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Hydration and Performance

Athletes spend a lot of time planning their nutrition to include a certain amount of carbohydrates, fat, and protein in their diets. However, planning water consumption in order to stay hydrated, especially around workouts, is just as important! If you think that you only need to drink water when you’re thirsty, then think again! Our body is made up of 50-60% water, making it the most abundant substance in our body. Virtually every function or process that takes place in our body requires water. No wonder a human can only survive about 3 days without drinking water!

Our body uses various fuels (carbohydrates, protein and fat) to provide energy for fuel working muscles. The breakdown of these fuel sources results in muscular contractions that produce heat. In turn, increasing the core temperature of the body. In order to prevent excessive heat buildup, the body responds by increasing skin blood flow and sweating. The primary mechanism for dissipating heat during exercise occurs primarily via sweat evaporation, which results in a loss of body water and electrolytes.

If you’re not hydrated properly, your body cannot perform at its highest level. Dehydration may impair overall exercise performance. In fact, as little as a 2% loss of water in your body can result in a significant performance decrease. It’s important to make up for these sweat losses during training through consistent and adequate hydration.

Do I Need a Sports Drink?

In cases of intense and prolonged physical activity your sweat rate may increase, which may increase loss of electrolytes. You may need to rehydrate with electrolytes to help restore electrolyte balance. Consider a sports drink if you are exercising for more than 60-90 minutes or if sweat loss if excessive. Sports drinks are specially formulated to have a certain amount of carbohydrates plus electrolytes. During exercise, a sports drink supports performance by providing carbs to help fuel prolonged exercise. Electrolytes commonly found in sports drinks are sodium and potassium. After exercise, the carbs in sports drinks may help to replenish glycogen stores and the electrolytes may help support hydration.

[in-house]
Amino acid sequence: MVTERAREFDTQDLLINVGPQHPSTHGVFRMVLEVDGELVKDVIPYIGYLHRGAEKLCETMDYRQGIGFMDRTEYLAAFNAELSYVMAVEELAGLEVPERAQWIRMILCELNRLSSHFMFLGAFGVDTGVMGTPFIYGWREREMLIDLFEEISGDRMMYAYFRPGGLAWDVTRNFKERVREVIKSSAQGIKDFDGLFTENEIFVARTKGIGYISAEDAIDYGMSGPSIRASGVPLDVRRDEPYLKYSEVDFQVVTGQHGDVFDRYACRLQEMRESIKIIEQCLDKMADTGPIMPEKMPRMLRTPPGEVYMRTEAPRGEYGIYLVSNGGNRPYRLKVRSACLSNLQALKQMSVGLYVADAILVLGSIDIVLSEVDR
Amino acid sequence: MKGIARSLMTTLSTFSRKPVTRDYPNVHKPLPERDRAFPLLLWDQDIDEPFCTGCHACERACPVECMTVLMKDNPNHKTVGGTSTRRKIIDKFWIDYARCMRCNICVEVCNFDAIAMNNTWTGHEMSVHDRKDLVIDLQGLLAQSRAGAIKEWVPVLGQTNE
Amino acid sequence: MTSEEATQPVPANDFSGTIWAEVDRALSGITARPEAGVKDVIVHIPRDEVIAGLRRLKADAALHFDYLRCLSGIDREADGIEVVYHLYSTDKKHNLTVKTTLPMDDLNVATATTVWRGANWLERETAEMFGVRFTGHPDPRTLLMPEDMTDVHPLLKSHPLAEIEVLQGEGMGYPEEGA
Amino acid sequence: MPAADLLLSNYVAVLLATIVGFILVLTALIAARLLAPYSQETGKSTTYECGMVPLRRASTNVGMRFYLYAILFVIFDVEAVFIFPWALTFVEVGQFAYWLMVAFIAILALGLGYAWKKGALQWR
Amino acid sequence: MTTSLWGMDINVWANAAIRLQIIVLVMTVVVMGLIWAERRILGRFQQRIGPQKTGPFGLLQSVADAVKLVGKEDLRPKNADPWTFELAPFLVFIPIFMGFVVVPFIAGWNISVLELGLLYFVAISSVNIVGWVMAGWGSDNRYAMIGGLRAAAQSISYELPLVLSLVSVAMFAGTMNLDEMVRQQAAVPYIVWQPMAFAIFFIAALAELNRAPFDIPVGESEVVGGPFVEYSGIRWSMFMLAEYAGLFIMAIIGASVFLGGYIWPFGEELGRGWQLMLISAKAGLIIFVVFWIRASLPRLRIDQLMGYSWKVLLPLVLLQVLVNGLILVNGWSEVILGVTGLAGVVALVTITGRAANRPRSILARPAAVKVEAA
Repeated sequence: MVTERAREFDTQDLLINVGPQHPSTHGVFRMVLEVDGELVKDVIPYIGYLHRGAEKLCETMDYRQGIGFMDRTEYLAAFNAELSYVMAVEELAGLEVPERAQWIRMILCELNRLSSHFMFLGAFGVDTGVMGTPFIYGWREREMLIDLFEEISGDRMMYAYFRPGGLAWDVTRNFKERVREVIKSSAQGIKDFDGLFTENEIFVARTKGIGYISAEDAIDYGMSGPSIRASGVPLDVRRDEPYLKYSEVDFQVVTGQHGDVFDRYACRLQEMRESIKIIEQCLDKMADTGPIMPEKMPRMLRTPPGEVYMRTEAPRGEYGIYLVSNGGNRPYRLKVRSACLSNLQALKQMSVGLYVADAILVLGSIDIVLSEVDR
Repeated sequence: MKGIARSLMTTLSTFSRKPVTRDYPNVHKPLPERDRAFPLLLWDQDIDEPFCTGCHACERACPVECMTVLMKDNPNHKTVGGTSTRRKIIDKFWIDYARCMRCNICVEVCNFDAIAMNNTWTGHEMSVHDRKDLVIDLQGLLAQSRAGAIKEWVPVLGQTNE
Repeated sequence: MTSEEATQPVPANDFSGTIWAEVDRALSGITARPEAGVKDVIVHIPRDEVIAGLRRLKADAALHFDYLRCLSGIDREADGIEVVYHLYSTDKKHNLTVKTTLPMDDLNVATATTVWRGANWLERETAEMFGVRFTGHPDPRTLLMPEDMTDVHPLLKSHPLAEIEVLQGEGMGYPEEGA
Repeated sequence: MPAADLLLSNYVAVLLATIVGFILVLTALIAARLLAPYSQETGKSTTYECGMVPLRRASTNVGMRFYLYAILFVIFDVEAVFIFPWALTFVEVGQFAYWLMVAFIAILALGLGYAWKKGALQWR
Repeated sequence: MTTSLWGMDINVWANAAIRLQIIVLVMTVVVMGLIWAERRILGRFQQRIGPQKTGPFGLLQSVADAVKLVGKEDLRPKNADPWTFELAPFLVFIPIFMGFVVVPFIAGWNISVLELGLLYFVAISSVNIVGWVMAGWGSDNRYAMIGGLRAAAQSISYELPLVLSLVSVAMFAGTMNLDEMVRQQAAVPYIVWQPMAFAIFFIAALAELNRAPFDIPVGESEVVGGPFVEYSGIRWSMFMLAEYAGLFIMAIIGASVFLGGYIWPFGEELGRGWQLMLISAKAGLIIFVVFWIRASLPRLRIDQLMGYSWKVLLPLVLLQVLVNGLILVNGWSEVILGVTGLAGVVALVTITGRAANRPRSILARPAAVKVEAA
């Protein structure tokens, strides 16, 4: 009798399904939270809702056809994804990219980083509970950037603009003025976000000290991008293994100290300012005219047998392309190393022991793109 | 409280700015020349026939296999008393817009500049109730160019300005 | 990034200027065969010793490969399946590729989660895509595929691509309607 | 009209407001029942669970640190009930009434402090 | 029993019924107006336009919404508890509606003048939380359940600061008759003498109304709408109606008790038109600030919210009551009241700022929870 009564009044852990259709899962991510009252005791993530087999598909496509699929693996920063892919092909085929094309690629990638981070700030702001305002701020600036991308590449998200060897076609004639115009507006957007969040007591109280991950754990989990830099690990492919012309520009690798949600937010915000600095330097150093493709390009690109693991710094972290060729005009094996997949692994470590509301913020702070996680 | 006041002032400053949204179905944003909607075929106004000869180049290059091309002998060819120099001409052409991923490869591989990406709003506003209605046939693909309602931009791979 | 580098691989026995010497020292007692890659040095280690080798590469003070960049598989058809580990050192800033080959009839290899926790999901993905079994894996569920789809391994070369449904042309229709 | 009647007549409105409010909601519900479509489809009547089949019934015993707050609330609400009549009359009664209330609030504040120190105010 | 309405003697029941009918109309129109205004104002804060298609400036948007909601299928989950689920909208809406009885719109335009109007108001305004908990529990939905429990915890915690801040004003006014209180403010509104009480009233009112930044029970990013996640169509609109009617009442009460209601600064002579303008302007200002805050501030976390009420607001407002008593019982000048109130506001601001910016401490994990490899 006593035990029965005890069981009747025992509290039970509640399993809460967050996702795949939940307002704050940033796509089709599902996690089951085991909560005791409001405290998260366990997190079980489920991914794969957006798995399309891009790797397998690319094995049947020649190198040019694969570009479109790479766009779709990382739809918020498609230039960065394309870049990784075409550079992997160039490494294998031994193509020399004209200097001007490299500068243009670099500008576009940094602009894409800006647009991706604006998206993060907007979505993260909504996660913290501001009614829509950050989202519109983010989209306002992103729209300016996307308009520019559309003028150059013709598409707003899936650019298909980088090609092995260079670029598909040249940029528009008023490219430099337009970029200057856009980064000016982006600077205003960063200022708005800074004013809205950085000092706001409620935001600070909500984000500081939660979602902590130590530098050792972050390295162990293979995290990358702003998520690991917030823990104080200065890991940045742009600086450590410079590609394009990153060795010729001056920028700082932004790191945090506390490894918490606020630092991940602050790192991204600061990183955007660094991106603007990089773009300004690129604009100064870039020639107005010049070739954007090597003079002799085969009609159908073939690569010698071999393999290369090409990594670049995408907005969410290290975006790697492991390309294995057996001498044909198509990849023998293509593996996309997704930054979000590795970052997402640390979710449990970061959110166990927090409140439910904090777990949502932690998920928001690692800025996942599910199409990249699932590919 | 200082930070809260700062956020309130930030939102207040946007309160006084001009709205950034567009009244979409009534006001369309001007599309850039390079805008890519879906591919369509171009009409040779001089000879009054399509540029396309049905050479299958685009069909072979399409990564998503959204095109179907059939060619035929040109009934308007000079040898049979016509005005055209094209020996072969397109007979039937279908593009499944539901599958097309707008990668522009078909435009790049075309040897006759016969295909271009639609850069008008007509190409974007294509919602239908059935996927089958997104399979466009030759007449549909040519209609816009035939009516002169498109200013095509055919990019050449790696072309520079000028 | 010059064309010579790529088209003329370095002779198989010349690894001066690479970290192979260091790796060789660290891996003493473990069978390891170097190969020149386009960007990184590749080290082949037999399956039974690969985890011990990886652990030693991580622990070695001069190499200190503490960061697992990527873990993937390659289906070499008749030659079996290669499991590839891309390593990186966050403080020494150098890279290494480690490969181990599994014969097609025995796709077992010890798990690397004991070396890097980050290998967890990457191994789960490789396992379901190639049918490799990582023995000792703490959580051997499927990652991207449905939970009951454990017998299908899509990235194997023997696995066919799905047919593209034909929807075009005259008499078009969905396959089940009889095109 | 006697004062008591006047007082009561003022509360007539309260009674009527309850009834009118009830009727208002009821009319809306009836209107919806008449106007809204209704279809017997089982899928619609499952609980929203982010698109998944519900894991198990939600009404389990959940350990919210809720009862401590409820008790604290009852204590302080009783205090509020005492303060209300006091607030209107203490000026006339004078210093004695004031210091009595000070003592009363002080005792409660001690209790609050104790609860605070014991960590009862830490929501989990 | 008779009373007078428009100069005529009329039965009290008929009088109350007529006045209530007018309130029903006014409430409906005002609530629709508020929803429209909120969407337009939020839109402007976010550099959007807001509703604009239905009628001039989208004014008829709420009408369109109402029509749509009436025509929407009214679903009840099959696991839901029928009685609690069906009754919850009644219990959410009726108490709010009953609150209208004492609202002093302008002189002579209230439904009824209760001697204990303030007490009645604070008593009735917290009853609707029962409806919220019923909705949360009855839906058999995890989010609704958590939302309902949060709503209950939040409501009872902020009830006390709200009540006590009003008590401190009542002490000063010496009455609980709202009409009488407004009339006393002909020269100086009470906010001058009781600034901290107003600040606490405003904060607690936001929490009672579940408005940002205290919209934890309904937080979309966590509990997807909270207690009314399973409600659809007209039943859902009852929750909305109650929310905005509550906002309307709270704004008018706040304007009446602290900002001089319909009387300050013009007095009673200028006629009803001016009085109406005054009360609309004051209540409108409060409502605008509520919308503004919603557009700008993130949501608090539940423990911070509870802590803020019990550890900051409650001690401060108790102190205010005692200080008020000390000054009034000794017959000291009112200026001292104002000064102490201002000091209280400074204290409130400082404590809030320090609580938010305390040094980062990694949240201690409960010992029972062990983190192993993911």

Tips to Stay Hydrated

Hydration recommendations are highly individualized and also depend on time and intensity of activity, temperature, and training status. Here are some general guidelines for hydrating before, during, and after activity:

Be sure to properly hydrate before exercise
Consider drinking 16-20 oz. of water 4 hours before exercise

Intense exercise lasting more than an hour requires more fluid intake and possibly a sports drink if sweating excessively

During exercise, athletes should start drinking early and at regular intervals in an attempt to consume fluids at a rate sufficient to replace all the water lost through sweating or consume the maximal amount that is tolerated.

Replace water lost via sweat
Estimate sweat loss by weighing yourself before and after exercise
Drink 2-3 cups (16-24 oz.) of water for every 1 pound of body weight lost

    The rate at which you sweat depends on many factors including exercise intensity, duration of activity, environmental conditions, cooling ability and individual characteristics such as body weight, heat acclimatization and more. Failure to compensate for fluid loss during exercise can result in dehydration. Signs of dehydration can include thirst, flushed skin, increased perception of effort, feeling dizzy or disoriented, and/or a decreased sweat rate. Be proactive and hydrate!



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